In Bruggemann and Patil (2011) a procedure is explained, how subsets of variables can be systematically found. The crucial concept is the number of incomparabilities of a poset. First a sensitivity measure for each variable is to be defined. The sensitivity measures the impact of each variable on the structure of the poset (roughly: the system of comparabilities within a poset). Secondly the variables are ordered due to their impact on a poset. Thirdly considering first the poset, due to the most sensitive variable, then the poset, due to the first two most important variables, etc the number of incomparabilities is calculated as function of the merged variables. The resulting curve motivates to find subsets of variables, which constitute mainly the poset. The remaining variables are considered as fine tuning, and will be ignored.
4 Simulation Study
To evaluate and compare the efficiency of the designs, we calculate
where is the sample mean of a simple random sample, and
stands for (MVSR design), (CPOR design) or (RPOR design) and MSE indicate mean square error.
This section contains 3 parts:
Comparing CPOR and RPOR with MVSR using some simulations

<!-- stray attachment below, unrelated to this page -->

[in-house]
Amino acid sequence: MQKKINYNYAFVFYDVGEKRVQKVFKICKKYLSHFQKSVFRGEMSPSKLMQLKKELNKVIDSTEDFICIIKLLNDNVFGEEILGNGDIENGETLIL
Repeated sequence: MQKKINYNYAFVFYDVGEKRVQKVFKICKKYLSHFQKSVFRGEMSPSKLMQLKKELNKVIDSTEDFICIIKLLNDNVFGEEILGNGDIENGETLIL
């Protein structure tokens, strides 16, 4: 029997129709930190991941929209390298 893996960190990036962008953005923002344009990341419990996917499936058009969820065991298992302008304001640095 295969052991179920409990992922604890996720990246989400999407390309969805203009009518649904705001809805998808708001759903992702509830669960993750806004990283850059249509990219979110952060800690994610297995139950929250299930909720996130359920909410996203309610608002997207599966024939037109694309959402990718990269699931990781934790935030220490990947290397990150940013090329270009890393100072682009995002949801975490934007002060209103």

Comparing CPOR and RPOR with MVSR using a real case study on medical flowers
Comparing CPOR and RPOR with MVSR using a real case study on environmental pollution.
Also in the simulations, no matter how small was size or variance of a particular stratum, at least one sample is dedicated to the stratum. All the simulations are done by ”R 3.1.2” software. For the Monte Carlo simulation we have used 20000 iterations. Expectations, variances and MSEs of the estimators are computed using Mote Carlo method.
4.1 Comparing CPOR and RPOR with MVSR using some simulations
In this part we will investigate efficiency of the designs that are introduced in section 2 and 3, using bivariate normal distribution (with solving negative correlation problem).
4.1.1 Bivariate Normal distribution with negative correlation